Since 2019, telecoms service providers Flow and C3 have been involved in a dispute over infrastructure sharing, but those issues have now been resolved after arbitration proceedings took place, mediated by ICT regulator, OfReg. The findings were for and against both parties with regard to a long line of issues.
The problems initially were brought to light when C3 submitted an initial Dispute Determination Request to OfReg in June 2019 regarding several issues it was experiencing obtaining infrastructure sharing services with Flow. As the operator of the Maya-1 subsea cable, Flow is legally obliged within the terms of its licence to provide shared infrastructure access services to other licenced broadband services providers in the Cayman Islands.
OfReg then conducted an extensive investigation and consultation process with both companies to establish the facts of the dispute. The alleged issues ranged from slow or uncompleted work, appropriate pricing for access, to technical issues on sub-duct sizes and access to install equipment at the MAYA-1 cable landing station.
List of issues
OfReg has since made a number of determinations on the various issues, creating the opportunity for both companies to resolve their issues. The issues were broken down as follows:
Issue 1: Whether Flow responded in a timely manner, applied appropriate prices and acted reasonably in responding to C3’s request to share certain underground duct infrastructure along Shamrock Road between Spotts Dock to High Rock Road.
OfReg determined, despite delays by both parties, Flow responded to the requests for quotes within a reasonable timeframe, however they did not provide the duct clearance and make-ready in a reasonable time (the duct clearance is still not completed). They also found that the mark-up on base prices Flow charged for make-ready works should be corrected to a lower amount determined by OfReg and C3 reimbursed for the difference, and also found that Flow, having stopped works in late 2019, was not justified in doing so and should complete the works as contracted.
Issue 2: Whether Flow had approved C3’s use of a certain size sub-duct as installed in Flow’s infrastructure and whether that installation should be considered a material contract breach by C3. They also had to investigate whether Flow’s prices for duct access were appropriate and whether Flow should compensate C3 for any unused sub-duct and associated fibre cable C3 installed.
OfReg determined C3 did not have Flow’s permission to use the 1.5” sub-duct and was in breach of the contract, although this breach was not a material breach (which would lead to a complete termination of the contract). They also found the rates proposed by Flow for 1” and 2” sub-duct were not reasonable and Flow should amend its pricing to the new lower pricing as determined by OfReg. C3 should either remove the 1.5” sub-duct or agree to pay Flow for that subduct at the 2” rates as determined by OfReg. In addition, C3 did not have Flow’s permission to use the 1.5” sub-duct, so Flow did not have to compensate C3 for any unused 1.5” sub-duct and associated cable.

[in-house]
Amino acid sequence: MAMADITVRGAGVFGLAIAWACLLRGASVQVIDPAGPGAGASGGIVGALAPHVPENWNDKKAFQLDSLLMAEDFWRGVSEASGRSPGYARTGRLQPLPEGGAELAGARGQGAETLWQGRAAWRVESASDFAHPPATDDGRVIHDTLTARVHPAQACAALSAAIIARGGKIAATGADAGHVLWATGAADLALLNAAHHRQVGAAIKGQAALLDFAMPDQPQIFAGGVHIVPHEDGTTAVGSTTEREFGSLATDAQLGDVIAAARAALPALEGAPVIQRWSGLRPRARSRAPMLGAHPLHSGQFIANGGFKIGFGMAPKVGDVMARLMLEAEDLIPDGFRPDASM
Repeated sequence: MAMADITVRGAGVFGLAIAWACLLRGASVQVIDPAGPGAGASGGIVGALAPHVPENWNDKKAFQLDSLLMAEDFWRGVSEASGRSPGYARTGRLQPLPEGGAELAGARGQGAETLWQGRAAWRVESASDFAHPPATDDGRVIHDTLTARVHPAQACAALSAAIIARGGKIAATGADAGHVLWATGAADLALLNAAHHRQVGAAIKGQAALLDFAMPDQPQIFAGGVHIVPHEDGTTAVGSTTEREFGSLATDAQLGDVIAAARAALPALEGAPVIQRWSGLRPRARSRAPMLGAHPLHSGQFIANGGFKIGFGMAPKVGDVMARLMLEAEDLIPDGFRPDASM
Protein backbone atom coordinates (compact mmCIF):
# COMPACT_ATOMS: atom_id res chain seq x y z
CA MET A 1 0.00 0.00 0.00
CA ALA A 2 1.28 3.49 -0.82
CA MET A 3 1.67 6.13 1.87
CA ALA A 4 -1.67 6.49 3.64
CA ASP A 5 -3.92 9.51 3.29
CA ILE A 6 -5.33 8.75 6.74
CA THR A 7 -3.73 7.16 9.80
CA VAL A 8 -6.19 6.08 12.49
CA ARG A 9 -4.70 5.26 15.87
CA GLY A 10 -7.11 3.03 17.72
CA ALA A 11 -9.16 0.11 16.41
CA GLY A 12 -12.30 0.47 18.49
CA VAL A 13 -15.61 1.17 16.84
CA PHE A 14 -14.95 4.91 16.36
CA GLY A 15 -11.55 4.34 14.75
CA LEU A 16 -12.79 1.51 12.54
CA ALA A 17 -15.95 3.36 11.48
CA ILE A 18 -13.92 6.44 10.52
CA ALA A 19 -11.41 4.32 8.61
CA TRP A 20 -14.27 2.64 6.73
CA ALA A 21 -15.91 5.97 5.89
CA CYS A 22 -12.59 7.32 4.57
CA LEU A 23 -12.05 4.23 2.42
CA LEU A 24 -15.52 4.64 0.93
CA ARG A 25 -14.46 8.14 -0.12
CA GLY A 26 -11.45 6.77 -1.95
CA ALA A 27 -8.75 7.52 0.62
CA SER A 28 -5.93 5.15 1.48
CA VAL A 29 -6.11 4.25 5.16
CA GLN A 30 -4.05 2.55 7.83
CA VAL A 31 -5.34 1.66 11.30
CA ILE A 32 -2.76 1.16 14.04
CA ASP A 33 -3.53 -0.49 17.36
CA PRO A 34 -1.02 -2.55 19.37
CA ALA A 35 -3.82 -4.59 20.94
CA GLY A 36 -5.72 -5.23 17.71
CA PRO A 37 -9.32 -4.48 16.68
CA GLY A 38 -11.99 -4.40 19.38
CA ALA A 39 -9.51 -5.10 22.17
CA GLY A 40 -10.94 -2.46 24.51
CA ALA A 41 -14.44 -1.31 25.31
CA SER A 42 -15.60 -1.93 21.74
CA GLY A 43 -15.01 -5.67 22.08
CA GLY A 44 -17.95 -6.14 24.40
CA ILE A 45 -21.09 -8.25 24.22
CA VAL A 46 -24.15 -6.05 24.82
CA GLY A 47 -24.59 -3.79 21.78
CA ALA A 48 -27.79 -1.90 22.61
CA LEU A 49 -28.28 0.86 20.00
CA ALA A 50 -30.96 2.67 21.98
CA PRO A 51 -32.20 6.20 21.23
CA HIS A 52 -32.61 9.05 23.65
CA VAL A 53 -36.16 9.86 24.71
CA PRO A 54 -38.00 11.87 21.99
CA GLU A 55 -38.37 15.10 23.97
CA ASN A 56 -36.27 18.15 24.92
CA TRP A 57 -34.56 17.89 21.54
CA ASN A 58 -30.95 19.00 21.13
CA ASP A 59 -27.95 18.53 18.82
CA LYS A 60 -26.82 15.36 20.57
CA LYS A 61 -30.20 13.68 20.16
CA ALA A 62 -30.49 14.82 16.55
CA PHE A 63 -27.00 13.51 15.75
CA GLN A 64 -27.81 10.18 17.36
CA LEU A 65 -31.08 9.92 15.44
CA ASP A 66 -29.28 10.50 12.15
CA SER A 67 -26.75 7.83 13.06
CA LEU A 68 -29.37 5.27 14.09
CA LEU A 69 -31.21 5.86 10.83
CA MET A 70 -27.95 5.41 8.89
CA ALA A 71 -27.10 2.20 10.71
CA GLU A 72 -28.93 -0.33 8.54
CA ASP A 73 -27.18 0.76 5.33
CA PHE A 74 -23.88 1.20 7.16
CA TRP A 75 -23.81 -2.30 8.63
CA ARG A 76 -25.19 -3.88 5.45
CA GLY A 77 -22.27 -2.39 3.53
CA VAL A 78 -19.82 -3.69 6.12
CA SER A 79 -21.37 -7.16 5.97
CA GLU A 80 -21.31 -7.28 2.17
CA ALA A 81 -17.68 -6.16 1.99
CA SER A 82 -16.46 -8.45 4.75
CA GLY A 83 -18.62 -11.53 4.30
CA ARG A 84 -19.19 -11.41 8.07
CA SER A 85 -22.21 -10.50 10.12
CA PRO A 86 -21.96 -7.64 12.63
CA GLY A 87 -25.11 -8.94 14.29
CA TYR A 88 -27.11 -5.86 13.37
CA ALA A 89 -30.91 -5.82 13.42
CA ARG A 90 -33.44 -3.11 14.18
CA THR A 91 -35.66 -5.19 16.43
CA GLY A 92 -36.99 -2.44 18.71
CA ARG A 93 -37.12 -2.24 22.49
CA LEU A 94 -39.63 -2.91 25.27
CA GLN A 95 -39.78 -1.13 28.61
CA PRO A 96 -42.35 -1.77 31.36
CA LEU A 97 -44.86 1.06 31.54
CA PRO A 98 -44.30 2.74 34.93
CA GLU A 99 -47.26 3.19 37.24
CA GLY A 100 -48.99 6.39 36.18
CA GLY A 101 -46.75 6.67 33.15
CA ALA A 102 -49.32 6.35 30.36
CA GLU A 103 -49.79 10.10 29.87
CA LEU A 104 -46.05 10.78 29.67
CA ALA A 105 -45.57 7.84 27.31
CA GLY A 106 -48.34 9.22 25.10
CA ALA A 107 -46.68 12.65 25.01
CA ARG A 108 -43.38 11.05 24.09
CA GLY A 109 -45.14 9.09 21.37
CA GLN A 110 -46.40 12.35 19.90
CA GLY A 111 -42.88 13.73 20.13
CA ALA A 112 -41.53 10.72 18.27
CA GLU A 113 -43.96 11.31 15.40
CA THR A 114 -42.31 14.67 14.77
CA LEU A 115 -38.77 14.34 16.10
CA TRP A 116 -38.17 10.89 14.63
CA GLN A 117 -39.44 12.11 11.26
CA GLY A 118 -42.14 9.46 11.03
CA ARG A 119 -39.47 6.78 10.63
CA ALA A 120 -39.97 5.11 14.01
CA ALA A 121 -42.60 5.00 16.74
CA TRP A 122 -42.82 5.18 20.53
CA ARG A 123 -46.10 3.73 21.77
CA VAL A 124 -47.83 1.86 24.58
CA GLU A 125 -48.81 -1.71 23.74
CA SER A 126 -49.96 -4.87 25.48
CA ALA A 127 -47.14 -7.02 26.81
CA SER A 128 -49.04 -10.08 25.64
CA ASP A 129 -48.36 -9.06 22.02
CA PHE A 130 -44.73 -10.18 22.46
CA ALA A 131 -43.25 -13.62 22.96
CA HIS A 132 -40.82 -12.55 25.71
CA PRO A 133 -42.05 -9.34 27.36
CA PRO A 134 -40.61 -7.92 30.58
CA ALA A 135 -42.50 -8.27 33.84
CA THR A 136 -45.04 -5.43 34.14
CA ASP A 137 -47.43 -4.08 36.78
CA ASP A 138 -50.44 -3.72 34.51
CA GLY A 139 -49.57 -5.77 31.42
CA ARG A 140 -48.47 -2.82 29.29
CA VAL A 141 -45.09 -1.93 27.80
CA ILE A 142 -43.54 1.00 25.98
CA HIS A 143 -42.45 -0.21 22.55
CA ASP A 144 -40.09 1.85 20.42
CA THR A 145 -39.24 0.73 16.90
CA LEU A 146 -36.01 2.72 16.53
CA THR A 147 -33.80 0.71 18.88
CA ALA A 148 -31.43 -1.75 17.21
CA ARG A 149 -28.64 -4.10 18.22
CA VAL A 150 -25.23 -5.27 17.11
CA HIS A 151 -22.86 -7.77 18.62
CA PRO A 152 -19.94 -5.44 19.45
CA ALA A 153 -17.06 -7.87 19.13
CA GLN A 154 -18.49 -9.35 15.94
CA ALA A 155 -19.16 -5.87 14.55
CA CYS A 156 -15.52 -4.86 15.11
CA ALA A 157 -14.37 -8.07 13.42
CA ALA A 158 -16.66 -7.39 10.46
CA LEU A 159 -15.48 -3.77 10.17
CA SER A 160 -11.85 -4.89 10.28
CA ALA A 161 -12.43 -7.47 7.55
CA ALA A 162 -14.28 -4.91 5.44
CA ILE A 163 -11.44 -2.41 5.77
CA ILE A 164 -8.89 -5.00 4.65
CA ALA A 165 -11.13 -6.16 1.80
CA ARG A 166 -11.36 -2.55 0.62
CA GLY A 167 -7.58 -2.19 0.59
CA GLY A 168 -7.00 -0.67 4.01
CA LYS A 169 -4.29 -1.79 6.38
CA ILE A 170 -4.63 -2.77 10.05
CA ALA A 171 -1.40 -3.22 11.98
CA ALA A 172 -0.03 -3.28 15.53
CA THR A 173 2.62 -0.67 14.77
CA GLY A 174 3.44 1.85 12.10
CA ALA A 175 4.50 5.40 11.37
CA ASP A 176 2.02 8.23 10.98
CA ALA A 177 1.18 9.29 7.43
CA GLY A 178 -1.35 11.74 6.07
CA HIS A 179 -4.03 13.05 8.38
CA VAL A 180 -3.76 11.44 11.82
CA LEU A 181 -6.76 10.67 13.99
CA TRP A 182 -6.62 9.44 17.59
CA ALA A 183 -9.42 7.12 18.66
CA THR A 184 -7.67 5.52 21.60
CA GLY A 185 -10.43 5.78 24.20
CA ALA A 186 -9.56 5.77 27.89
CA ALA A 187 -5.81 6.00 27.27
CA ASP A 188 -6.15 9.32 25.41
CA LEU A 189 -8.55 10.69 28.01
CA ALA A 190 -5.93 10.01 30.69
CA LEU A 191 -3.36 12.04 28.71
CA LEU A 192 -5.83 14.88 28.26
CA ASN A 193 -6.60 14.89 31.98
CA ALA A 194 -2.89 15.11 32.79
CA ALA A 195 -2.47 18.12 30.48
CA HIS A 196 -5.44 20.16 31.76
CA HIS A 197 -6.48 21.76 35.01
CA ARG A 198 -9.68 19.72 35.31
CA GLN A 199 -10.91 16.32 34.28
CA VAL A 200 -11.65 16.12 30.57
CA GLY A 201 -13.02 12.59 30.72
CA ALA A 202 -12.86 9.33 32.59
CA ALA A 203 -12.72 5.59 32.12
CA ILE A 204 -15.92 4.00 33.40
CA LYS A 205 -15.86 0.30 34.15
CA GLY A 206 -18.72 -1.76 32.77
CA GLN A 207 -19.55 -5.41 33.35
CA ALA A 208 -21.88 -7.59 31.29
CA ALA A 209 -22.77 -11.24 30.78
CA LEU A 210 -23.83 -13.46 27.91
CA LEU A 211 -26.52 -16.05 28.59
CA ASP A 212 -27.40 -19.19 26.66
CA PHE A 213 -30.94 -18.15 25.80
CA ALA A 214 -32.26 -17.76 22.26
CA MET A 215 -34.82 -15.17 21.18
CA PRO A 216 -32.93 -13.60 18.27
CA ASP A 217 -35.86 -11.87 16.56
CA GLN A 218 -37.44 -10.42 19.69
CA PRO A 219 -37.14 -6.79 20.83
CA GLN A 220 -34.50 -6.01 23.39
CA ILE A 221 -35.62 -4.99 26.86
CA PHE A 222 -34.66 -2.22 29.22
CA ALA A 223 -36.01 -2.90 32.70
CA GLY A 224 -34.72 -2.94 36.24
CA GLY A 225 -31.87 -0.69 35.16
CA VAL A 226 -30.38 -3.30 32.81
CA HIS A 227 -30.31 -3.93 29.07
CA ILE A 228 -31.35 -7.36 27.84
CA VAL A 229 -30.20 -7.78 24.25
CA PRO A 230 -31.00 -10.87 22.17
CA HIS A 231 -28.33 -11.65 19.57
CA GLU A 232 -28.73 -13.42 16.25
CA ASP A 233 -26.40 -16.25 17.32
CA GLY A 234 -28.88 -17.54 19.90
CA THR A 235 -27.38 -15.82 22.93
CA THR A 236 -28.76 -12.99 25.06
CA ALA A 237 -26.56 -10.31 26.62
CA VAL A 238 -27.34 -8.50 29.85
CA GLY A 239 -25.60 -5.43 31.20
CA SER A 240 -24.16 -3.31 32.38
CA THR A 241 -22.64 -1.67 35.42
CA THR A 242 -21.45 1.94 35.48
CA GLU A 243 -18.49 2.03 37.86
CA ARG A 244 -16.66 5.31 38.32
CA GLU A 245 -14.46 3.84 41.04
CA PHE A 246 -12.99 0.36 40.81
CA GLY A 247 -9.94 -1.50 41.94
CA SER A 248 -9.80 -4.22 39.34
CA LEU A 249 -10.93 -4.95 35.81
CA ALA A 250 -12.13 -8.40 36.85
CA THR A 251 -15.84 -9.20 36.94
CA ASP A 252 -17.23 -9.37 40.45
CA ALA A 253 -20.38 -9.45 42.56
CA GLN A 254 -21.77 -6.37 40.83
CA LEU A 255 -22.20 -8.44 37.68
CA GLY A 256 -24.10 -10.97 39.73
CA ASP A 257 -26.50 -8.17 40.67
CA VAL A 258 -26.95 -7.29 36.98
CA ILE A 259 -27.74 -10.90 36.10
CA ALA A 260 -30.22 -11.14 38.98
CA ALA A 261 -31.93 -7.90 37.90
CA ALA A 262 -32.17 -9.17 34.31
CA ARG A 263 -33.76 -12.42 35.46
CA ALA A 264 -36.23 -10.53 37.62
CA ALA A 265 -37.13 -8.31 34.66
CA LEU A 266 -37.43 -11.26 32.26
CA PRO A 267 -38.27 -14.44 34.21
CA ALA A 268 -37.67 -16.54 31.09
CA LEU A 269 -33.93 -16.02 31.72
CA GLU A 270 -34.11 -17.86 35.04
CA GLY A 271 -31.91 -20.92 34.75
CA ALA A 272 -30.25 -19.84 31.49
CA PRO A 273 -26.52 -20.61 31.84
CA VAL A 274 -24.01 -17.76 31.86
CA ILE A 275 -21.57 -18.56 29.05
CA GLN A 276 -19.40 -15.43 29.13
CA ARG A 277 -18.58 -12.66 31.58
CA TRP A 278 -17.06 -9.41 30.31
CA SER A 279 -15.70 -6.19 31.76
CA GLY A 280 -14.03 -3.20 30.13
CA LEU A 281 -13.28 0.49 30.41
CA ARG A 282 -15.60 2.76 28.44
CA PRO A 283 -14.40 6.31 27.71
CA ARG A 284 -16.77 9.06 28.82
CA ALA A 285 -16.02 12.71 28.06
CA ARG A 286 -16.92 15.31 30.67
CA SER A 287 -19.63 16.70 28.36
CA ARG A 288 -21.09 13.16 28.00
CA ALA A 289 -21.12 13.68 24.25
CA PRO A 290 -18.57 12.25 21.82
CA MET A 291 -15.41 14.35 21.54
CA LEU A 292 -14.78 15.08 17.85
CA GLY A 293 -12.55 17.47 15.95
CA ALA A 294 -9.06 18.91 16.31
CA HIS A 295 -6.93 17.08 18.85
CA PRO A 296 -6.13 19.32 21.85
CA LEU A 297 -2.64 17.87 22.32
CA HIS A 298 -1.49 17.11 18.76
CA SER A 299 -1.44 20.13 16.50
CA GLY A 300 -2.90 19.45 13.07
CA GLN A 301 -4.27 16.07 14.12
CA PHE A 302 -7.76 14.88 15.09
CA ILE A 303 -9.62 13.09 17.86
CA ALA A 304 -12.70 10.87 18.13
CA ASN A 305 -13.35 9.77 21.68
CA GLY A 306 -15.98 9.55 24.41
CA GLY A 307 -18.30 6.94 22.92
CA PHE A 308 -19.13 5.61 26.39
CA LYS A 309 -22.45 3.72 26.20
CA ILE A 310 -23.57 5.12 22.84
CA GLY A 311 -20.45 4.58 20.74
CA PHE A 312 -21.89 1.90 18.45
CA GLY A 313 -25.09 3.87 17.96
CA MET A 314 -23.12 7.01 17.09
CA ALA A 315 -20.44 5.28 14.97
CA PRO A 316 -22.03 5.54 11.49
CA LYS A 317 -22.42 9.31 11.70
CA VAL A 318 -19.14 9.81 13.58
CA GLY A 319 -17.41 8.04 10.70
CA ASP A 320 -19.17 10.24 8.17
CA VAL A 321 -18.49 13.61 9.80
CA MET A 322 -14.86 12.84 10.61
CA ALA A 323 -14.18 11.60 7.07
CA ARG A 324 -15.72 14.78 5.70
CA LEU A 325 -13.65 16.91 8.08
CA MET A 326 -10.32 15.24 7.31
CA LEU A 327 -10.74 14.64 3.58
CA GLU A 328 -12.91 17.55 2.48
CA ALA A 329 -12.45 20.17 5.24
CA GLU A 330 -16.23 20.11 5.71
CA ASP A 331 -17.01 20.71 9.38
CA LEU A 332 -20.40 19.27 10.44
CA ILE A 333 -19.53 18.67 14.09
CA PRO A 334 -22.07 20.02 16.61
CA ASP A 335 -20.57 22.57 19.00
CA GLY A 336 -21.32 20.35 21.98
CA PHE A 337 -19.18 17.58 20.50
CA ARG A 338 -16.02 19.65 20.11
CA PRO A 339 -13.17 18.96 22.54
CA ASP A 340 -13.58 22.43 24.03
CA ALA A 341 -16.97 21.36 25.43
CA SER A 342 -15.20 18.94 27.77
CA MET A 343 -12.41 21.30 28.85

Issue 3: Whether Flow had acted reasonably by denying C3 permission to access and co-locate inside the Maya-1 submarine cable landing station. OfReg determined that Flow was not justified in its reasons for saying there was insufficient space within the CLS and must provide C3 with space within the CLS to mount the C3 equipment specified.
Issue 4: Whether Flow had legal basis to refuse C3 access to part of duct from Maya-1 to Health City where access was not feasible due to lack of capacity. OfReg determined Flow was justified in its rejection of C3’s alternative solution.
Issue 5: Whether Flow should revise the various duct survey estimates to ensure that they meet the cost orientation and transparency requirements of the Interconnection and Infrastructure Sharing Regulations.
OfReg determined that the base prices charged by Flow were acceptable, but the loading factor applied was not in compliance with the regulations, therefore Flow should correct the loading factors to a lower amount determined by OfReg and reimburse C3 for the difference.
Executive Director for Information Communication and Technology at OfReg, Sonji Myles, said: “Two of OfReg’s principal functions in the ICT sector are to promote and maintain an efficient, economic and harmonised utilisation of our ICT infrastructure, and to resolve disputes on the sharing of ICT infrastructure between service or network providers.
In doing so, we ensure a level playing field for licensees, protect the interests of the public and promote competition and choice for consumers. In this case, intervention was required to resolve a number of issues that we are satisfied now means both licensees are compliant with the terms of their licenses and can equally provide consumers with more choice and better services in the future.”